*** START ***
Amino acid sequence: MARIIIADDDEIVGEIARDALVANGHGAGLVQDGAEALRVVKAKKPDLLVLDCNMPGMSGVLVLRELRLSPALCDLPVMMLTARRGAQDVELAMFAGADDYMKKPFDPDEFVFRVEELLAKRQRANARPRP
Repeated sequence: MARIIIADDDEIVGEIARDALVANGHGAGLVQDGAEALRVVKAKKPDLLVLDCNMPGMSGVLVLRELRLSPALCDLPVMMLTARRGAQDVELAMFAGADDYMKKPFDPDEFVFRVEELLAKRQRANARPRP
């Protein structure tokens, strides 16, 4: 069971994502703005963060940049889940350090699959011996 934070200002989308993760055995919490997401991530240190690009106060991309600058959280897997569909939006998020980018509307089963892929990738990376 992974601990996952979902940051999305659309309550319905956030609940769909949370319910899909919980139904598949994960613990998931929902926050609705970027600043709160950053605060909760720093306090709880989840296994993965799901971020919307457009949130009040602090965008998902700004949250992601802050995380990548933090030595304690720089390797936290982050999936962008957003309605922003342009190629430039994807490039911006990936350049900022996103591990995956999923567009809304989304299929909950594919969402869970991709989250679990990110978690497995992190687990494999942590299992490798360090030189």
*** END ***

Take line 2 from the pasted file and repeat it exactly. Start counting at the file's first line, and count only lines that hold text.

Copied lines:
Repeated sequence: MARIIIADDDEIVGEIARDALVANGHGAGLVQDGAEALRVVKAKKPDLLVLDCNMPGMSGVLVLRELRLSPALCDLPVMMLTARRGAQDVELAMFAGADDYMKKPFDPDEFVFRVEELLAKRQRANARPRP